Pros and Cons of Bonds

As with all investment products, bonds have benefits and drawbacks. Let’s take a look at some of the pros and cons of bonds.


  • Bonds are considered safer investments than stocks. If you invest in corporate bonds vs. stocks, most will not be at risk of becoming entirely worthless.
  • Easily purchased and can be traded before maturity on secondary markets.
  • Bonds are transferrable and can be excellent gifts to pass along to younger friends and family members.
  • Most bonds have many term options.


  • Bonds generally have lower returns than stocks.
  • When purchasing bonds, you sacrifice opportunity for stability.
  • Bonds are not without risk; when the issuing entity faces difficulties, it may struggle to fulfill its repayment promises.

Pros and Cons of Stocks

Now that we’ve gained a broad understanding of stocks let’s look at the pros and cons of this favored investment option.


  • Among the highest historical returns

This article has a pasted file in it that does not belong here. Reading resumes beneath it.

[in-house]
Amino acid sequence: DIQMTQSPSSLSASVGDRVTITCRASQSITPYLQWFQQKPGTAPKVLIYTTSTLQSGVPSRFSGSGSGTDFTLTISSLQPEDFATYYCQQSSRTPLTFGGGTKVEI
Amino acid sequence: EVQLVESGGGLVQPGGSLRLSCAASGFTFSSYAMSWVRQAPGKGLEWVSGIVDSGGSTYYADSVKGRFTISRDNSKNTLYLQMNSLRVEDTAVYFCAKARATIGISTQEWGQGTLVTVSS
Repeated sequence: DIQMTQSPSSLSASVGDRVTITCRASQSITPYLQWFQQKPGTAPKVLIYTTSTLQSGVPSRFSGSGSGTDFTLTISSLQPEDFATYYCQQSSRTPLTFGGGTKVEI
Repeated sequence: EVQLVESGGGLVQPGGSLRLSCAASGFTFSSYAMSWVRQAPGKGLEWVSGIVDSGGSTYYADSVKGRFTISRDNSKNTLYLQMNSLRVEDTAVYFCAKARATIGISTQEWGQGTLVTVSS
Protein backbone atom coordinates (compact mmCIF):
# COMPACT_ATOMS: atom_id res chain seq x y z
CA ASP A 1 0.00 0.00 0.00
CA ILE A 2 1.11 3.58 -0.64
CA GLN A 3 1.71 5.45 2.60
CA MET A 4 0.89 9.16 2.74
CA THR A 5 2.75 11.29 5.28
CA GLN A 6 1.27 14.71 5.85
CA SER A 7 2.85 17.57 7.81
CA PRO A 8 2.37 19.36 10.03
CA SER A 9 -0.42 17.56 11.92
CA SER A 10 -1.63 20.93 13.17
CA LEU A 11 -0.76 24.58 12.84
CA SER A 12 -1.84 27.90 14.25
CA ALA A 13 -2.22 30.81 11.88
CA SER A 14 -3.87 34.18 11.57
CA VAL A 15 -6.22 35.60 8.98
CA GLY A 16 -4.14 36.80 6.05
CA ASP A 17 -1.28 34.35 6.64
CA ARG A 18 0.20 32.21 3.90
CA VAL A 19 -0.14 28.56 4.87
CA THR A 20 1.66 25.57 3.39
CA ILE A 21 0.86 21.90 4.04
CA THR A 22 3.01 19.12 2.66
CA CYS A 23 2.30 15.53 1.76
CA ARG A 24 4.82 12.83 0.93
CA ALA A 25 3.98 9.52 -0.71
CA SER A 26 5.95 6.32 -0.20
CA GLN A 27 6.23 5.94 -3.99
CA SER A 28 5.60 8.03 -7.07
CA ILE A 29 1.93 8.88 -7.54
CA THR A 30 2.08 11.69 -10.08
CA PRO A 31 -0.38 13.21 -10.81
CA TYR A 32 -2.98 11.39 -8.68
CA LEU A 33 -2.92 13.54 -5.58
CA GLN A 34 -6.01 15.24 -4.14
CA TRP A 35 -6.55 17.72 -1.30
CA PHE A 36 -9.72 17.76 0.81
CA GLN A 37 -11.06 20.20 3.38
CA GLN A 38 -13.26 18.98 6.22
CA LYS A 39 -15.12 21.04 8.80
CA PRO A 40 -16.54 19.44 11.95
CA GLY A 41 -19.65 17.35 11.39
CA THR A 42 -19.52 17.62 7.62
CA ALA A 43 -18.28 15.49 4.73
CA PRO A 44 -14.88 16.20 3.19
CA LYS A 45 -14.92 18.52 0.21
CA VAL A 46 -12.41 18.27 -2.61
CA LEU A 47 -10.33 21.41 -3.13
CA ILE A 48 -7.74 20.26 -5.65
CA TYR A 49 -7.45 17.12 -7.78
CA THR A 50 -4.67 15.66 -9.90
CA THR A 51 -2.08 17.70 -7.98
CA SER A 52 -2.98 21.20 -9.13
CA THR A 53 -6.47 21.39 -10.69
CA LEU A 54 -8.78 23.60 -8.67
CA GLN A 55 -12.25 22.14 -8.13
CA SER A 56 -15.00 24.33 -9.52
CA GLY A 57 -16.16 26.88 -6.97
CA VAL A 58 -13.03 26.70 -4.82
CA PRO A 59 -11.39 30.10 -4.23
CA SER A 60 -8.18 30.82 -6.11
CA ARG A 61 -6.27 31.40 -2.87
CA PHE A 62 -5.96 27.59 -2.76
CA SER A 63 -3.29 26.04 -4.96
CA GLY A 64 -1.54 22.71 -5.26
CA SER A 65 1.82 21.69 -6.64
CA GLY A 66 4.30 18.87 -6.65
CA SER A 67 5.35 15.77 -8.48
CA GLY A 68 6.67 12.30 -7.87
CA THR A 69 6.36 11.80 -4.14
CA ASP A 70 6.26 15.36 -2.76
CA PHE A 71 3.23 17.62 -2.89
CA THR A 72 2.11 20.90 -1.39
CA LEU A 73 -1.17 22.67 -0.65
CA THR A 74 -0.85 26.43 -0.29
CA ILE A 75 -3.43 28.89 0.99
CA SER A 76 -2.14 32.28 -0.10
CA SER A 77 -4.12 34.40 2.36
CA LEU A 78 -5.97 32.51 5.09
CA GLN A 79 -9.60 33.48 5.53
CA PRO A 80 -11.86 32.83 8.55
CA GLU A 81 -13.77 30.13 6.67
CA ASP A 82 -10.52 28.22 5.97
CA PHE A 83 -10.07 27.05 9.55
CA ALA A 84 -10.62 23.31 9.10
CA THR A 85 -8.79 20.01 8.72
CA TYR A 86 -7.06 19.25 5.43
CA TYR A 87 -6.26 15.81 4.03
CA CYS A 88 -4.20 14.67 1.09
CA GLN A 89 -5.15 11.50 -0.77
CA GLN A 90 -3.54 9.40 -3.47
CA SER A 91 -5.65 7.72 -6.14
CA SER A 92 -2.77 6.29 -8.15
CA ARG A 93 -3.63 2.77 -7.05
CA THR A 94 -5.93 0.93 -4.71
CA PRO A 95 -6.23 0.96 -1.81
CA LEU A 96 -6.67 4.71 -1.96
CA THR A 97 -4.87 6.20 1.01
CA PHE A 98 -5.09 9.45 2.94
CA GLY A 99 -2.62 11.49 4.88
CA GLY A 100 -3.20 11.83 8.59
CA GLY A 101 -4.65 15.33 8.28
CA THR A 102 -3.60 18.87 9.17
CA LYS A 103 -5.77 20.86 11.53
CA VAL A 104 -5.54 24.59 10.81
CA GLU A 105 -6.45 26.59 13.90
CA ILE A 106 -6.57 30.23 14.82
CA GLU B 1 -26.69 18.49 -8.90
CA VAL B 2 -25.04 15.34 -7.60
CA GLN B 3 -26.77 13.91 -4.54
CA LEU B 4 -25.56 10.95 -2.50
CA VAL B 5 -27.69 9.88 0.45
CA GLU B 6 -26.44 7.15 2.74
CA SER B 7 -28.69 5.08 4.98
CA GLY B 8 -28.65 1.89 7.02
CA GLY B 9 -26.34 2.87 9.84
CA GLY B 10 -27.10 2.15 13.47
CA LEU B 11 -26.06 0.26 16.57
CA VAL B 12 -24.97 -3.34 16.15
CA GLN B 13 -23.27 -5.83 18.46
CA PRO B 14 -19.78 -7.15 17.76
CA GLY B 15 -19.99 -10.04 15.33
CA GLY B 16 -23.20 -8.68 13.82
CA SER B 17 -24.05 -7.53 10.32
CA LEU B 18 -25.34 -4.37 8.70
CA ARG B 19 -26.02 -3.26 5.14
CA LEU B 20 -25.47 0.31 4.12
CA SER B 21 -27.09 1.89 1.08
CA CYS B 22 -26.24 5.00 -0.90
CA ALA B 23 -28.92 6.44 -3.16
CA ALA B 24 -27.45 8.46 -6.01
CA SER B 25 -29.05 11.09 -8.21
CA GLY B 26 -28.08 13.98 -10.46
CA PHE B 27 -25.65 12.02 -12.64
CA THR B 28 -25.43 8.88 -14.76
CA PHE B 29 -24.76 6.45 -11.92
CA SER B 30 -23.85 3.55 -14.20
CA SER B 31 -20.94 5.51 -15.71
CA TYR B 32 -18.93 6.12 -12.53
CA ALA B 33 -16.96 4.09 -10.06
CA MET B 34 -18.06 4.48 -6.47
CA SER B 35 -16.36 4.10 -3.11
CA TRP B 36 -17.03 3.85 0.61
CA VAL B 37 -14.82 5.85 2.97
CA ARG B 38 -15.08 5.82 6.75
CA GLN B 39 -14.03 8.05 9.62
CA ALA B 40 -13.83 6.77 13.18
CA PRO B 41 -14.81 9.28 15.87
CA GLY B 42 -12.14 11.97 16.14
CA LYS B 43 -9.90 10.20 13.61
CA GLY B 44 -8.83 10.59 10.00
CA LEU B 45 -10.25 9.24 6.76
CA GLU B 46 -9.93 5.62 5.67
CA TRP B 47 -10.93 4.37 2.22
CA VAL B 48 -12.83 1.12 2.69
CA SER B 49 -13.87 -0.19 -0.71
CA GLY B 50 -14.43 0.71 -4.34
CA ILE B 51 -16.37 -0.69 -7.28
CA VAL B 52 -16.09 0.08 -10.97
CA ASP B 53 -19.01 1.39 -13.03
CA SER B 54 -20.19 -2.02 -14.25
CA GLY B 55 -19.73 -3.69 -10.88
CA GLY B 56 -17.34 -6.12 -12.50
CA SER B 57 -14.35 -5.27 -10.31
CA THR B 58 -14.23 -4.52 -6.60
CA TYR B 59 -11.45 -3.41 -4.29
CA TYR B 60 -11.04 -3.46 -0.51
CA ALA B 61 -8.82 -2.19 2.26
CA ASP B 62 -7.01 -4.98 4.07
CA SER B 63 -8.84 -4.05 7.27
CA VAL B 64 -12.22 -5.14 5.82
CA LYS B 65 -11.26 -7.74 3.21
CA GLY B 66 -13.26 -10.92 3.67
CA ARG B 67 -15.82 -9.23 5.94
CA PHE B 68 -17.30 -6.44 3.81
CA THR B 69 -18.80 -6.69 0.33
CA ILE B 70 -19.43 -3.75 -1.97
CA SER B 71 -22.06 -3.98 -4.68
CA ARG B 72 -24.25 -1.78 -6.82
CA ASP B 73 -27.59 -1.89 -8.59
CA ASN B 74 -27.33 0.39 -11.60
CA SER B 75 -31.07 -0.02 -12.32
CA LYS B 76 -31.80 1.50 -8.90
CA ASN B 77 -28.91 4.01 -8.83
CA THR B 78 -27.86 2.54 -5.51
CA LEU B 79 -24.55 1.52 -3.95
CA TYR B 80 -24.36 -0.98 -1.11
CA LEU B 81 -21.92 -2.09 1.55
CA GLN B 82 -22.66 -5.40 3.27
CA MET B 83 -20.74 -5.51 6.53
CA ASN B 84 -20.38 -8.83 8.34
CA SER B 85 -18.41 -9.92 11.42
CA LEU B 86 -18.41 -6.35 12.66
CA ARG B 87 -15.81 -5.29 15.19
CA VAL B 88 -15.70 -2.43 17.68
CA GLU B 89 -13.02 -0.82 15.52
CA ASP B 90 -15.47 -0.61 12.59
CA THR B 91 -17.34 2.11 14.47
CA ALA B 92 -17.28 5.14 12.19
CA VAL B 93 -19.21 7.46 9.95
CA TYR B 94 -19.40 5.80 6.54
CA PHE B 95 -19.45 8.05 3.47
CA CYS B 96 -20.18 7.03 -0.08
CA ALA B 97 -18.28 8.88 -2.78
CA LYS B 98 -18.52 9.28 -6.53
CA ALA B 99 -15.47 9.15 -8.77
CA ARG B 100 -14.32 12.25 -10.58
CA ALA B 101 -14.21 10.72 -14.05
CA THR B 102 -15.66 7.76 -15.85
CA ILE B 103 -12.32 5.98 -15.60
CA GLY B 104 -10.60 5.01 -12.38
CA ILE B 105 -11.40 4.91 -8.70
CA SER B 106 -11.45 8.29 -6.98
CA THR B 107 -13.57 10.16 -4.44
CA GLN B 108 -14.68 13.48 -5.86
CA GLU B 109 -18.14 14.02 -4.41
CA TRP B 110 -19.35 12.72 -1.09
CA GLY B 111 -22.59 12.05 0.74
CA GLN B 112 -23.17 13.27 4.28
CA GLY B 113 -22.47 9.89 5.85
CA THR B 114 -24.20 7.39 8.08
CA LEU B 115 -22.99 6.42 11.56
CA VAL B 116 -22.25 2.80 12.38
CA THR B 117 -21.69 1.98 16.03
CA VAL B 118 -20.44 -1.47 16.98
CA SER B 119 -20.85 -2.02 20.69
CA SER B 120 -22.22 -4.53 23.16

• Traded easily within brokerage accounts and other trading platforms
  • Large amounts of information readily available to investors considering individual stocks or funds


  • The highest reward also brings the highest risk. A market downturn can quickly wipe away wealth.
  • Market fluctuation can be emotionally challenging.
  • Attempts at market manipulation are more prevalent than ever.

Learning from the Past

If history repeats itself, we surely ought to consider moments from the past when planning for our future. Understanding that these situations are outliers and extremes, seeing these major happenings can help us understand the true potential of an investment vehicle, both good and bad.